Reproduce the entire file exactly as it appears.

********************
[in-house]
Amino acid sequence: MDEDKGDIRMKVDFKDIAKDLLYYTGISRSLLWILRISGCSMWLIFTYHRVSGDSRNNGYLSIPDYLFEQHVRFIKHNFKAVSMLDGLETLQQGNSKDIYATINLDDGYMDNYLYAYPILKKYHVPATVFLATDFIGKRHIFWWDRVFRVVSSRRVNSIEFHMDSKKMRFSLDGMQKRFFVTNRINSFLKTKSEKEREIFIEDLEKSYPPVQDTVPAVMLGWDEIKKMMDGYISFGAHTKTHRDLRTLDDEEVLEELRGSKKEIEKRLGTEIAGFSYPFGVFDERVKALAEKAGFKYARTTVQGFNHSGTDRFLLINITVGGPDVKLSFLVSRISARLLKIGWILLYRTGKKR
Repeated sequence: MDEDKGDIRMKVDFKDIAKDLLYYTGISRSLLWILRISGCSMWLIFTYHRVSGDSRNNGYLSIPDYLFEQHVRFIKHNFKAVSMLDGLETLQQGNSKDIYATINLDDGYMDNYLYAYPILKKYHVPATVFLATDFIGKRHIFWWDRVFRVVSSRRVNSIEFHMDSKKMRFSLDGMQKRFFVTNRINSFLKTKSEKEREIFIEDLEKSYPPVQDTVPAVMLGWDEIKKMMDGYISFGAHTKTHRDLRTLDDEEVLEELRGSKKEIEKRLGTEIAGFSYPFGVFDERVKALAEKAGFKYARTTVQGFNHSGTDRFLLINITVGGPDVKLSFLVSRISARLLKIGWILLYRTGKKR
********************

[in-house]
Amino acid sequence: MDEDKGDIRMKVDFKDIAKDLLYYTGISRSLLWILRISGCSMWLIFTYHRVSGDSRNNGYLSIPDYLFEQHVRFIKHNFKAVSMLDGLETLQQGNSKDIYATINLDDGYMDNYLYAYPILKKYHVPATVFLATDFIGKRHIFWWDRVFRVVSSRRVNSIEFHMDSKKMRFSLDGMQKRFFVTNRINSFLKTKSEKEREIFIEDLEKSYPPVQDTVPAVMLGWDEIKKMMDGYISFGAHTKTHRDLRTLDDEEVLEELRGSKKEIEKRLGTEIAGFSYPFGVFDERVKALAEKAGFKYARTTVQGFNHSGTDRFLLINITVGGPDVKLSFLVSRISARLLKIGWILLYRTGKKR
Repeated sequence: MDEDKGDIRMKVDFKDIAKDLLYYTGISRSLLWILRISGCSMWLIFTYHRVSGDSRNNGYLSIPDYLFEQHVRFIKHNFKAVSMLDGLETLQQGNSKDIYATINLDDGYMDNYLYAYPILKKYHVPATVFLATDFIGKRHIFWWDRVFRVVSSRRVNSIEFHMDSKKMRFSLDGMQKRFFVTNRINSFLKTKSEKEREIFIEDLEKSYPPVQDTVPAVMLGWDEIKKMMDGYISFGAHTKTHRDLRTLDDEEVLEELRGSKKEIEKRLGTEIAGFSYPFGVFDERVKALAEKAGFKYARTTVQGFNHSGTDRFLLINITVGGPDVKLSFLVSRISARLLKIGWILLYRTGKKR